“It is difficult to go on vacation or take a break, as the birds need daily attention and must be flown regularly from around September through February or March. Open land where game can be found is difficult to come by in parts of California, since there is so much private land,” Horger said. “Falconry is really a way of life more than a hobby.”
Horger and Golub enjoy educating people about the animals. “Connecting humans and wildlife in wild places” is the theme of what they do every day. They also help birds that get into trouble through no fault of their own by rehabilitating eagles.
It all started when Horger was involved in helping a golden eagle recover in 2013. This particular bird was released back into the wild just last year, having been fully and successfully rehabilitated. Horger said that many golden eagles are killed or injured in California each year, especially from colliding with wind turbines, fences and vehicles. Some birds become ill through natural causes, and some ingest lead bullet fragments from prey, becoming very sick. Assembly Bill 711 was signed into law in October 2013, requiring the use of non-lead ammunition when taking any wildlife with a firearm in California. The law requires regulations that phase in the statute’s requirements and it will be fully implemented by July 1, 2019.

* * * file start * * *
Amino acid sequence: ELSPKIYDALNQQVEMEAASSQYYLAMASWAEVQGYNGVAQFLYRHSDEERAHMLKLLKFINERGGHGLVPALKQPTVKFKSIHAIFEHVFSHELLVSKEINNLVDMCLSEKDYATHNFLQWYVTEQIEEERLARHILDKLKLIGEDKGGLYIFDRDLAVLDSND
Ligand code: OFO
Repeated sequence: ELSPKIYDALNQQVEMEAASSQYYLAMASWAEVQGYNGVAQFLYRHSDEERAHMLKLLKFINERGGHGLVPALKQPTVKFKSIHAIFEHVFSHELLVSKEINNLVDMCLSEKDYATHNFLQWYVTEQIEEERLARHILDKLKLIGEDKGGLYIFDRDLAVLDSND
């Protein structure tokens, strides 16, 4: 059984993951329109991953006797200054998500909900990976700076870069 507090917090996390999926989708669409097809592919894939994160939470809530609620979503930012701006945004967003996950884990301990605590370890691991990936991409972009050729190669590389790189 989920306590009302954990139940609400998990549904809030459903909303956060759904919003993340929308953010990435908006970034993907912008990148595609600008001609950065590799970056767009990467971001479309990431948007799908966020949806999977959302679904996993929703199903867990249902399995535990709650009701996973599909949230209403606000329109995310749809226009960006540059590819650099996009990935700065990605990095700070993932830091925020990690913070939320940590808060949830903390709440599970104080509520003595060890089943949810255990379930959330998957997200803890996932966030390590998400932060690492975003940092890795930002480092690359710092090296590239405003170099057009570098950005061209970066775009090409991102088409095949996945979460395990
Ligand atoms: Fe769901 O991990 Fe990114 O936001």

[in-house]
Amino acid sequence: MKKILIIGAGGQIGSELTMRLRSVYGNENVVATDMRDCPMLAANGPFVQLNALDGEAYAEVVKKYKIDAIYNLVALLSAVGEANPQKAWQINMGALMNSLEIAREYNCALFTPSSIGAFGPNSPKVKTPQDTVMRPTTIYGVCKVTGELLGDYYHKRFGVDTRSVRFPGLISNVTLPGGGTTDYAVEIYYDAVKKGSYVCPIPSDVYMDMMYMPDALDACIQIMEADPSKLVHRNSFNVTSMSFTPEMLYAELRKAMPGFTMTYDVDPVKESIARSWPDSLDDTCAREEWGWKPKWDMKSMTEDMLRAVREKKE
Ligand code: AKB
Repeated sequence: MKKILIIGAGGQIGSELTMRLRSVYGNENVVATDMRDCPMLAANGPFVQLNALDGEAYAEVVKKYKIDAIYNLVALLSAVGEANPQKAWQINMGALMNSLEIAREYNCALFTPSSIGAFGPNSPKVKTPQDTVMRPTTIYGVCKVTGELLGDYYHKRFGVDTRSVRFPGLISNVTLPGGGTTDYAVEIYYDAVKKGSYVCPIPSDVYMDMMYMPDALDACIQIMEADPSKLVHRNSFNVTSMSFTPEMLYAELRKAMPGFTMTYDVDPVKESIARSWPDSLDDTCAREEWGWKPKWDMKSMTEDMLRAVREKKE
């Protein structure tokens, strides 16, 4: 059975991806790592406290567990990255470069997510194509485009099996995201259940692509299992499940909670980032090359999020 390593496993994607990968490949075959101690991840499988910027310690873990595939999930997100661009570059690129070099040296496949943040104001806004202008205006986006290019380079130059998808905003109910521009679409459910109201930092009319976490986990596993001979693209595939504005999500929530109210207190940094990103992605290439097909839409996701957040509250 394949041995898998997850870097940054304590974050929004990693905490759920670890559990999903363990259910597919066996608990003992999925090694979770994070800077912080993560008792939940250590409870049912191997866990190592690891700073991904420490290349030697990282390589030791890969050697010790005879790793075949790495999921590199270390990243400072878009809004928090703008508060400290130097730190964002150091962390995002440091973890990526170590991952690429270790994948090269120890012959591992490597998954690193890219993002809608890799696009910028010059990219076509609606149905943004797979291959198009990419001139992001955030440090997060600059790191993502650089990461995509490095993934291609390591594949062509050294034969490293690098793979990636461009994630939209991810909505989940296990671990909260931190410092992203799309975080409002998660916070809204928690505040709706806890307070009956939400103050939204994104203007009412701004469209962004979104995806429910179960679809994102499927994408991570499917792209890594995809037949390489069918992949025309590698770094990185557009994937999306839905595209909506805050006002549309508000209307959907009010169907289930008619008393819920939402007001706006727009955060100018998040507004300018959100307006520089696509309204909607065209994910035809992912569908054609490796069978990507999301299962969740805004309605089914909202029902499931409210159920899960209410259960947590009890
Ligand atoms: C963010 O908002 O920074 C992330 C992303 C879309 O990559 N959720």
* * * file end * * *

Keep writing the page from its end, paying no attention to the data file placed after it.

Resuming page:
Very few falconers are skilled enough to rehabilitate golden eagles through falconry, and it requires special experience and resources. Wild West Raptors has that experience, and the ability to implement it. The young eagles are stabilized with veterinary care, before the falconer temporarily tames the bird, rebuilds its muscles through a rigorous exercise program and gets it hunting natural prey again. The two-year process is time-intensive and expensive, Horger said. The eagles require large barns of a minimum 40 feet long, 10 feet wide and 9 feet high, special radio tracking transmitters and must be flown in very open, wild areas where they learn to capture jackrabbits, their preferred prey.
What should an ordinary person do if they see an “injured” or grounded raptor? Horger has very specific advice.